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static operator() in functor?

P: n/a
Hi everyone,

Can someone point me out why I can't declare the operator() of a
functor as static? The reason behind this is that I want to be able to
call to the function without instantiating the Functor object. The
code is as follows:

#include <iostream>
using namespace std;

class Functor
{
public:

static void operator()(double c, double f){
cout<<"c -"<<c<<endl;
cout<<"f -"<<f<<endl;
}
};

int main()
{
Functor::operator()(4,5);
return 1;
}

The error message is:
aaragon@aaragon-laptop:~/Desktop$ g++ test.cxx
test.cxx:9: error: 'static void Functor::operator()(double, double)'
must be a nonstatic member function

Thank you.

May 27 '07 #1
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2 Replies


P: n/a
aaragon wrote:
Hi everyone,

Can someone point me out why I can't declare the operator() of a
functor as static?
An operator operates on an instance of a class.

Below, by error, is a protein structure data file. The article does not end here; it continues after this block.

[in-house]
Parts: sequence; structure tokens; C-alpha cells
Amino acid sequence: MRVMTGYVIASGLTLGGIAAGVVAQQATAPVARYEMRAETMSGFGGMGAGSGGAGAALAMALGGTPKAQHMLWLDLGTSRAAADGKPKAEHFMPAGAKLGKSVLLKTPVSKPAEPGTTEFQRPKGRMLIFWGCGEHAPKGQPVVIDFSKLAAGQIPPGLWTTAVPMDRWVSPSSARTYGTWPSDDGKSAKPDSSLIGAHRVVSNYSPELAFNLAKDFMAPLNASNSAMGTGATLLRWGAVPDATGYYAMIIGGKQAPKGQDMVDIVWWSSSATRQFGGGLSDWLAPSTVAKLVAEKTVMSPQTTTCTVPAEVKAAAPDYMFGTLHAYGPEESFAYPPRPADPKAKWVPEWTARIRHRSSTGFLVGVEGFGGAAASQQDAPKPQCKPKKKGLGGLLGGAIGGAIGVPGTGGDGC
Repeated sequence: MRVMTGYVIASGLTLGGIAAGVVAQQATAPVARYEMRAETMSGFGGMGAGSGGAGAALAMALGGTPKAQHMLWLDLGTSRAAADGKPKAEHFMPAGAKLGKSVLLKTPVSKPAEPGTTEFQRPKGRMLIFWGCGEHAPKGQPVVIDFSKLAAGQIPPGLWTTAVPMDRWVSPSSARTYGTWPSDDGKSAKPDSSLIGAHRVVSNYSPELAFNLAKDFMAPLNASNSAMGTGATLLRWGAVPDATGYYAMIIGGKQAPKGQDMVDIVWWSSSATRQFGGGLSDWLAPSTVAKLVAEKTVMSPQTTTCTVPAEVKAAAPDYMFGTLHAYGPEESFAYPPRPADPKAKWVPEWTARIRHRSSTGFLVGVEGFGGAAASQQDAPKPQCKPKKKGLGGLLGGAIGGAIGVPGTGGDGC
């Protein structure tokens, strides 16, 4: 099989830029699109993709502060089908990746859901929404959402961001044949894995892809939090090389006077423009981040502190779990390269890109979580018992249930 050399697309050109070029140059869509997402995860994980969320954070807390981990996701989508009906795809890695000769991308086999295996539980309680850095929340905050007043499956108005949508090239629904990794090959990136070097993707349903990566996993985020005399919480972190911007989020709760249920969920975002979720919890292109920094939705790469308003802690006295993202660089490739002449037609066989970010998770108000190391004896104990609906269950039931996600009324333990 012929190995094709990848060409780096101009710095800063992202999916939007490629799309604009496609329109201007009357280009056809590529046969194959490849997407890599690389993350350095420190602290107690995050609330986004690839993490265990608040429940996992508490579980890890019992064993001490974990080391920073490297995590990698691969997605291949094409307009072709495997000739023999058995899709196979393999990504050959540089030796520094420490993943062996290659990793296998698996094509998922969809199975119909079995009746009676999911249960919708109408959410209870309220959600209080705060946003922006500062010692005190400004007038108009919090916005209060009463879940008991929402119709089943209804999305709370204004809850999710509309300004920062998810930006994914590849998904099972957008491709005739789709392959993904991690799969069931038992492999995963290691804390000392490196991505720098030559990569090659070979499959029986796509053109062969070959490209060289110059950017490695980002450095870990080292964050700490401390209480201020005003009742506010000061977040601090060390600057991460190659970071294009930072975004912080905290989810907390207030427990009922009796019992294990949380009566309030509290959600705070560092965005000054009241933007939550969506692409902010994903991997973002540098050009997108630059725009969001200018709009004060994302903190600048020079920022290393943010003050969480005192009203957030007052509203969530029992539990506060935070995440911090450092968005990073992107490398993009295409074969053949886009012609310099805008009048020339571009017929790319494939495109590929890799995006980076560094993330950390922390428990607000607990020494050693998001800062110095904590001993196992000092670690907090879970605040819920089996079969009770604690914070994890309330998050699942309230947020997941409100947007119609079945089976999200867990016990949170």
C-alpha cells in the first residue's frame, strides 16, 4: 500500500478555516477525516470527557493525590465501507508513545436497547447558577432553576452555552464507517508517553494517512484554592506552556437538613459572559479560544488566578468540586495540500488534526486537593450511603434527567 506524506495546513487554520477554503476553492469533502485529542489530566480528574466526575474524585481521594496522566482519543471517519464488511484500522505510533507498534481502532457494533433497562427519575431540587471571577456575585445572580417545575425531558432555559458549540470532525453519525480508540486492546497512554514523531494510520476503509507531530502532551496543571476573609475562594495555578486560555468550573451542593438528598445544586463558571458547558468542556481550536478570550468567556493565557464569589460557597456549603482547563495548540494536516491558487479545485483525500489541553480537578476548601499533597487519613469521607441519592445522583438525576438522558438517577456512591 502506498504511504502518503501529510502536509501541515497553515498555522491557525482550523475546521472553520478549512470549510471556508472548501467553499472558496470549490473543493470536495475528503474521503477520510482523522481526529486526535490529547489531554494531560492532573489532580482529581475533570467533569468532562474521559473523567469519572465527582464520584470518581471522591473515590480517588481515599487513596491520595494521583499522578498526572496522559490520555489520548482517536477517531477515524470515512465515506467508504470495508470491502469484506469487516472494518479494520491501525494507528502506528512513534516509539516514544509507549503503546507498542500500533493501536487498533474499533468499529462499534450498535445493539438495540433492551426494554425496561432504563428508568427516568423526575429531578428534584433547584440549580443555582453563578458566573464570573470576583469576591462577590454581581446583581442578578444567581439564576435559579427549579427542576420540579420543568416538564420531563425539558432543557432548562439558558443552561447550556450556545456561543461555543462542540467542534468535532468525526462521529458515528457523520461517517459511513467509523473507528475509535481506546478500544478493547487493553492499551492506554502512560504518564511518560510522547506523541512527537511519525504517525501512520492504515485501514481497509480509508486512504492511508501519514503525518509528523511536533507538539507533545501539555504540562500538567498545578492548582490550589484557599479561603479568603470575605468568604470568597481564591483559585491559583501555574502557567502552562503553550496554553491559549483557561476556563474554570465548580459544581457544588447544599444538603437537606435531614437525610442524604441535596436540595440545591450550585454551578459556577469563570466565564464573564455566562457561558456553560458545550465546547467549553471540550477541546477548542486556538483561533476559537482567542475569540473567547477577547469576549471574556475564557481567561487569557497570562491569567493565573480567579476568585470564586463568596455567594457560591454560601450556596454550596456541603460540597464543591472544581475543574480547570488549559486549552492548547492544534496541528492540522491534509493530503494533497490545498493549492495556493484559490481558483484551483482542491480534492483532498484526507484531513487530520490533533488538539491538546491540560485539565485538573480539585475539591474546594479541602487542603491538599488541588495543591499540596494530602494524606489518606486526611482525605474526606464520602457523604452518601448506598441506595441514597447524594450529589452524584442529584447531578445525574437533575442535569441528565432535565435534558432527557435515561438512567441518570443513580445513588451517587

--
Ian Collins.
May 27 '07 #2

P: n/a
On May 27, 4:08 am, aaragon <alejandro.ara...@gmail.comwrote:
Can someone point me out why I can't declare the operator() of a
functor as static?
Because the standard forbids it.

I don't think that there is any underlying technical reason, per
se; it would be easy for the compiler to implement. But what
would the operator syntax be if you didn't have an object; the
purpose of an overloaded operator is to be able to use the
operator syntax. Thus:

struct Toto
{
static void operator()() ; // suppose this were legal...
} ;

Toto aToto ;

aToto() ; // fine...
Toto::operator()() ; // also OK.

// But how would use use the operator syntax without an
// object?

Given this, it makes "logical" sense to require it to be a
non-static member.
The reason behind this is that I want to be able to
call to the function without instantiating the Functor object. The
code is as follows:
#include <iostream>
using namespace std;
class Functor
{
public:
static void operator()(double c, double f){
cout<<"c -"<<c<<endl;
cout<<"f -"<<f<<endl;
}
};
int main()
{
Functor::operator()(4,5);
return 1;
}
The error message is:
aaragon@aaragon-laptop:~/Desktop$ g++ test.cxx
test.cxx:9: error: 'static void Functor::operator()(double, double)'
must be a nonstatic member function
The obvious solution: give the function a name, and call the
named function in your operator()(). The raison d'être of an
operator is to allow use with the operator syntax.

--
James Kanze (Gabi Software) email: ja*********@gmail.com
Conseils en informatique orientée objet/
Beratung in objektorientierter Datenverarbeitung
9 place Sémard, 78210 St.-Cyr-l'École, France, +33 (0)1 30 23 00 34

May 27 '07 #3

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